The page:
Chasing Portraits is a very personal story for director Elizabeth Rynecki as she seeks to recover her great-grandfather’s lost artwork.
Prior to World War 2 and the rise of Hitler, Poland had a thriving Jewish community numbering some 3 million. Among those who died include Warsaw-based artist Moshe Rynecki. The artist would be murdered at Majdanek, a Nazi concentration and extermination camp. After the war, a mere ten percent or so would survive. A once thriving community and center of the European Jewish community…gone in the blink of an eye. Among the survivors would be Elizabeth Rynecki’s father, Alex and grandparents. After the war ended, her family was able to recover some 120 paintings. This is only a fraction of the overall work, which numbered in the 800s. As this film shows us, more paintings would survive.
On a trip to her late grandfather’s ranch in 1992, Elizabeth discovers a typed memoir. One could say that this memoir inspires her to seek the truth. In time, Elizabeth becomes the first to go to Poland to find missing paintings. While her father is supportive of this endeavor, one can understand why he chooses to not go back. Many survivors have trauma when it comes to the Holocaust so naturally, this makes sense on many levels.
It’s not impossible to believe that other paintings would also survive the war. Family members have put forth lawsuits over the years in hopes of getting artwork returned. A recent narrative feature that tells such a story is 2015 drama Woman in Gold. Elizabeth would set up a website in 1999 devoted to her late great-grandfather’s work in which she learns more paintings did survive. It’s through her efforts that more paintings would be located. Others, however, are still out there.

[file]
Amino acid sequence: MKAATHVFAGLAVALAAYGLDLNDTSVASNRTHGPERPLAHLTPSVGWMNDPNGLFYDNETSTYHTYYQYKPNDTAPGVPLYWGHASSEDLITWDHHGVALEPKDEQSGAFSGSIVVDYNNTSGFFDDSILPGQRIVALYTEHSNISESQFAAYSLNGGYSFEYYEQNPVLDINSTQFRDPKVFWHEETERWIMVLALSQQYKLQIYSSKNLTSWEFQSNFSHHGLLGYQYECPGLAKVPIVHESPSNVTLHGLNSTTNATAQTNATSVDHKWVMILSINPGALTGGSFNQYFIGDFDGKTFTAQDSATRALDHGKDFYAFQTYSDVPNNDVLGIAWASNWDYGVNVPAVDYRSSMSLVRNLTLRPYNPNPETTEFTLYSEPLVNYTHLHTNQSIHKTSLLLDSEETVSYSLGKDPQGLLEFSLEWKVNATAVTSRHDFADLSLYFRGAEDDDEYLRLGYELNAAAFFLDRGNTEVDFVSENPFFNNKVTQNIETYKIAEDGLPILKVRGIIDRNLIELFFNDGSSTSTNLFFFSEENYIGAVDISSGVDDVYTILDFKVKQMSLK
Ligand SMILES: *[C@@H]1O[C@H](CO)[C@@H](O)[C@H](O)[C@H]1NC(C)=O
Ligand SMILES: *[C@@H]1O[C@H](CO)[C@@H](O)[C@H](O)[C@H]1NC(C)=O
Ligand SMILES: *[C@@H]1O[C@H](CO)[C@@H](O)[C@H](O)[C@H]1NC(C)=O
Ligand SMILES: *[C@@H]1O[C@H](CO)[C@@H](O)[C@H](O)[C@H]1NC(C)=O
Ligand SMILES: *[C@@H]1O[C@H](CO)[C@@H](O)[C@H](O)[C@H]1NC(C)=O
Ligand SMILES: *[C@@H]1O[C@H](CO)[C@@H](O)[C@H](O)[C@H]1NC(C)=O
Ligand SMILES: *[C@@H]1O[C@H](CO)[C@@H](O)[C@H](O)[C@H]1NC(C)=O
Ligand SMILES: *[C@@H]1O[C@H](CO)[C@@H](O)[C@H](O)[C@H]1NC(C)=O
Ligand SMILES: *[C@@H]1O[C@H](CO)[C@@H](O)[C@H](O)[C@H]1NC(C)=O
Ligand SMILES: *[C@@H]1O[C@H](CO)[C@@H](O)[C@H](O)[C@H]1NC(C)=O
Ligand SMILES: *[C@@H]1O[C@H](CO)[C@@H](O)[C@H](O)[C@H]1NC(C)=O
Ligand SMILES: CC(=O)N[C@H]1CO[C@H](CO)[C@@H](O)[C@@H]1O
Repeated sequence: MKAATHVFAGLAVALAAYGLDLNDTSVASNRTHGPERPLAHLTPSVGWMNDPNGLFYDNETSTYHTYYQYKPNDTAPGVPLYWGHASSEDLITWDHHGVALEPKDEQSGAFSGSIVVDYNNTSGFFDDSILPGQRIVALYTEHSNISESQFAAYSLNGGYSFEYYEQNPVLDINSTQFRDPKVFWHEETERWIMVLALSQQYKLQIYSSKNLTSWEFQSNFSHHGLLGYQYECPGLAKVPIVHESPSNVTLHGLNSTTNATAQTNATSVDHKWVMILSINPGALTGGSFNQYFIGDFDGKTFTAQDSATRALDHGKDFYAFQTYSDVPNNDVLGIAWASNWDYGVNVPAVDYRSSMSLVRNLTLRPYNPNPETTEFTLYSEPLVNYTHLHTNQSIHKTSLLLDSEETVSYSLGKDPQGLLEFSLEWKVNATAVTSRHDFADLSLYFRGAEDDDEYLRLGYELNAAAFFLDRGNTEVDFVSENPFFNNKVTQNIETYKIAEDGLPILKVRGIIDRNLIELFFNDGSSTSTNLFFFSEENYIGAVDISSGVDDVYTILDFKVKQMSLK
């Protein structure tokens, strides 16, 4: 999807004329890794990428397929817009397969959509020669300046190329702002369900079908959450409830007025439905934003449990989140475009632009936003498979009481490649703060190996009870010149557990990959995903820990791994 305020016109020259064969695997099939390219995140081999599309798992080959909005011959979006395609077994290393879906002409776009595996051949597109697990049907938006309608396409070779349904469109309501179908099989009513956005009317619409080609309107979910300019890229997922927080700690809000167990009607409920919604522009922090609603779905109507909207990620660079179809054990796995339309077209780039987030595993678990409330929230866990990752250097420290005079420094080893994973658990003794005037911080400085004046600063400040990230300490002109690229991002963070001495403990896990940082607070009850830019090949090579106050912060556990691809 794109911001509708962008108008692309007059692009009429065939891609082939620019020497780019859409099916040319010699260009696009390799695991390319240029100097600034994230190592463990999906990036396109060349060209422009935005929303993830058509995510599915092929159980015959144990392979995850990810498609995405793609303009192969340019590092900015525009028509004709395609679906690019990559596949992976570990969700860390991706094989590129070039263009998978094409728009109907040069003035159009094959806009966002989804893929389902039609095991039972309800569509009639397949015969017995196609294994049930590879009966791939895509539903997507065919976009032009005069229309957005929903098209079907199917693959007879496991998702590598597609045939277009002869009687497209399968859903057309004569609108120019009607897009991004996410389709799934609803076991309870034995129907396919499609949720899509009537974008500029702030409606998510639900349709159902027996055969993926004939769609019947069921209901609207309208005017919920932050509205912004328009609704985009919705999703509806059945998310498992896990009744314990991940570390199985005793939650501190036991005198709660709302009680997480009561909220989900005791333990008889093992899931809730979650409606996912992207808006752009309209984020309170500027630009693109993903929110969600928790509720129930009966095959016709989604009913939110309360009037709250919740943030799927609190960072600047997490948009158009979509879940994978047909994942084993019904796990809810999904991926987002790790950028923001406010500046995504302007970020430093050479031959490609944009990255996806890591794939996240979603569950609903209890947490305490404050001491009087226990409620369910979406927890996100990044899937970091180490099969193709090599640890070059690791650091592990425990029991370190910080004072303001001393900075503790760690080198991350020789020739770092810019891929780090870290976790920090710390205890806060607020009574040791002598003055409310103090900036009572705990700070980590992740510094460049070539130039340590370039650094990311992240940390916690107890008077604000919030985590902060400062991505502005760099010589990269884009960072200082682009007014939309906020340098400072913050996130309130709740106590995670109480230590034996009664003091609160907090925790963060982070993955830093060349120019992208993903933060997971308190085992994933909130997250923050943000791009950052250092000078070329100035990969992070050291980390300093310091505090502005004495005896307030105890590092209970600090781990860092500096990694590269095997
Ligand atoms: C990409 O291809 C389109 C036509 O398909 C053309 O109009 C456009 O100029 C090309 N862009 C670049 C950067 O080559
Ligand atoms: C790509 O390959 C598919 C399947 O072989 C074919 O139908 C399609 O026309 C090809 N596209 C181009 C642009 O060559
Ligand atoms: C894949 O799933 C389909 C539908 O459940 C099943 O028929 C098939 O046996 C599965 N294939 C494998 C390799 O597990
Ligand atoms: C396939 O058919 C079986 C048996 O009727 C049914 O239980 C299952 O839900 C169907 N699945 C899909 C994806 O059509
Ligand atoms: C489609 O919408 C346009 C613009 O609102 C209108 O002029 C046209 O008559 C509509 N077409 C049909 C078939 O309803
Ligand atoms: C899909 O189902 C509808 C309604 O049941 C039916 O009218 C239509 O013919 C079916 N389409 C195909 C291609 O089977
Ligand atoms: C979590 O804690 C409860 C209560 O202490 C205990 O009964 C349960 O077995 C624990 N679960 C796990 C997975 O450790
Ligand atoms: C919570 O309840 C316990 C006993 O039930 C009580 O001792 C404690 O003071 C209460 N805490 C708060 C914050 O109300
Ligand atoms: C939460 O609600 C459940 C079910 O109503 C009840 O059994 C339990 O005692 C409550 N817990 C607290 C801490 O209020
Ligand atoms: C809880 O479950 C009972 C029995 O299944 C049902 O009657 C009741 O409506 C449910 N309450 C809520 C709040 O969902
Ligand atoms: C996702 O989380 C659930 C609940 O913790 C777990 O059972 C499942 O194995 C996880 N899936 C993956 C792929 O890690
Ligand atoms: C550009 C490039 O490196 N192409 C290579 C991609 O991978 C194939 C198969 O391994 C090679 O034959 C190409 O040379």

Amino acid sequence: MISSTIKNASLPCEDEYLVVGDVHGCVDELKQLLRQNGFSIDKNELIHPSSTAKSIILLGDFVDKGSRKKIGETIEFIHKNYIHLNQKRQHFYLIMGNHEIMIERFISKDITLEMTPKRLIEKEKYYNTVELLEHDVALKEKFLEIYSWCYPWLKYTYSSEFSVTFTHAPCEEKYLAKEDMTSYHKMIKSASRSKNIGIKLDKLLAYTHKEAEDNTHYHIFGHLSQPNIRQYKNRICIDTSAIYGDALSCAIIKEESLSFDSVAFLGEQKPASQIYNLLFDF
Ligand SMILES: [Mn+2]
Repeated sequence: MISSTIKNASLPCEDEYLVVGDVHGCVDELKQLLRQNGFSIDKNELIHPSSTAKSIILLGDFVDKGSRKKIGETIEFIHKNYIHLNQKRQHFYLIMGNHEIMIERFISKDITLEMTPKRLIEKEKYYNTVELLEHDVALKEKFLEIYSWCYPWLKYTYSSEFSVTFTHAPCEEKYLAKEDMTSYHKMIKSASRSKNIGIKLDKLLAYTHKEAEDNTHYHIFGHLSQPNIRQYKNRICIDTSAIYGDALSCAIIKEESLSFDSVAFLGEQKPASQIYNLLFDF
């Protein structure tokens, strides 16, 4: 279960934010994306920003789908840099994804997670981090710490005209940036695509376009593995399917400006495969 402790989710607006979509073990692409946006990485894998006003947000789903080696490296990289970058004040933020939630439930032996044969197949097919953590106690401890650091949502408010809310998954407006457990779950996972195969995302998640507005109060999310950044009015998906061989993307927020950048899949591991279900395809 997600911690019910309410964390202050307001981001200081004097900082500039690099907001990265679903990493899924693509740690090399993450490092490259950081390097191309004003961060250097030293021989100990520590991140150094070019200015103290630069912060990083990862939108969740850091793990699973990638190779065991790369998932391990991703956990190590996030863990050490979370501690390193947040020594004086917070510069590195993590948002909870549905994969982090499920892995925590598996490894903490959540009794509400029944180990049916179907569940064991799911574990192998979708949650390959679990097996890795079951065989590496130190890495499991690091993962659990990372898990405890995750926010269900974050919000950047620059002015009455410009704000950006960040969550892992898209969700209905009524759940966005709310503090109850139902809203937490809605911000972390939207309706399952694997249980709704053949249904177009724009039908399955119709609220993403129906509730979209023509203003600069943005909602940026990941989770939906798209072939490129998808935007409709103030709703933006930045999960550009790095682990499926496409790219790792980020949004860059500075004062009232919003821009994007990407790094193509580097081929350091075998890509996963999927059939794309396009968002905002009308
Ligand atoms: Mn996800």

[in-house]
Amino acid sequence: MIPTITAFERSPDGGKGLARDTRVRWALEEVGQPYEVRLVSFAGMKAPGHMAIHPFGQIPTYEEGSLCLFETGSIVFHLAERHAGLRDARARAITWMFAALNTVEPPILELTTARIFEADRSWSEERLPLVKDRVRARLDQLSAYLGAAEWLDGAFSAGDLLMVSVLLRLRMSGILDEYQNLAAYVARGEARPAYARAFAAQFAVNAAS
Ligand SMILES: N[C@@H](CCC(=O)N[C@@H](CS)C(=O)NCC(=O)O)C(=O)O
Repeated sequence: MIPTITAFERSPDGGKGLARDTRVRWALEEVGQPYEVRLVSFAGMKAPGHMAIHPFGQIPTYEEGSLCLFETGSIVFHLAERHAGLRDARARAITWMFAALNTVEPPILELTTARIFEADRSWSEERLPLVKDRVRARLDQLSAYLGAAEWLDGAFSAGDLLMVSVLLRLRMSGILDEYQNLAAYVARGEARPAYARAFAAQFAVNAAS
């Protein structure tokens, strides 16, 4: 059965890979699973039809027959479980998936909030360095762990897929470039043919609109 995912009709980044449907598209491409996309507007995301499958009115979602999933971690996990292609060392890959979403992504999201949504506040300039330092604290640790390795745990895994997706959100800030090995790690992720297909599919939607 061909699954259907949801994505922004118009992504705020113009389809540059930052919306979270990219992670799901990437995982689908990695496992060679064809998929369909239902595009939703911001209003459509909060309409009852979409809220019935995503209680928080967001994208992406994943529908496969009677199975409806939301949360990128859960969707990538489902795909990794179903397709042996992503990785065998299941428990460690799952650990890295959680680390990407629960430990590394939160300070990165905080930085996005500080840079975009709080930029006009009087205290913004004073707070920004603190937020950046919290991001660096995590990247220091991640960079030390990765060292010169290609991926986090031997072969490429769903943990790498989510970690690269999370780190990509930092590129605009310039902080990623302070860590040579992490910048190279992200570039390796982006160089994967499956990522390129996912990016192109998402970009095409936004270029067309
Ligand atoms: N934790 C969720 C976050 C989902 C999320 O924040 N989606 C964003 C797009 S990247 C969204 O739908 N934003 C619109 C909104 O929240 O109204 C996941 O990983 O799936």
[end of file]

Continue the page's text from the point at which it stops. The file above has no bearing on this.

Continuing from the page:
George Rynecki’s memoir would eventually be published. This would lead Elizabeth to ask her father to record his own wartime testimony. Sharing one’s story isn’t easy but it’s still very important for future generations. It would not be unfair to say that it can be hard to revisit the memories. Where Elizabeth wants to know more about the past, she doesn’t want to hurt her own father.
Going back to the paintings, some people are reluctant to talk about how they got the art. This is perfectly understandable. While one may have legally obtained the artwork, the art itself could have been illegally obtained from the previous owner. There are some who refuse to even show Elizabeth the art. Could it quite possibly lead to a court battle? Perhaps. Maybe.
For a first-time filmmaker, this is not a bad film. It could certainly be longer but just shy of 80 minutes is not a bad length either. When one thinks of Holocaust stories, they usually think of a documentary on survivors or the time period itself. This film is less about the Holocaust than learning what happened to Holocaust era artwork. For Rynecki, it’s a lengthy quest but truly worth it in the long term. In finding more paintings and learning more about her great-grandfather, it enables her family to get the healing that they need. It’s a different journey for each family member.
Unfortunately for us, there are an increasing number of people don’t know of the tragedy that befell the Jewish people. This is a tragedy in its own right but it is also a story for another day. It goes without saying that Holocaust history is important. This is one area where education should never stop. No matter how depressing things can get, future generations must learn to prevent the same mistakes. It’s because of this era that Jews across the world always stress “Never Again.” When we say Never Again, we mean it!
Chasing Portraits is less about the value of the art but the story behind it.
DIRECTOR: Elizabeth Rynecki
FEATURING: Elizabeth Rynecki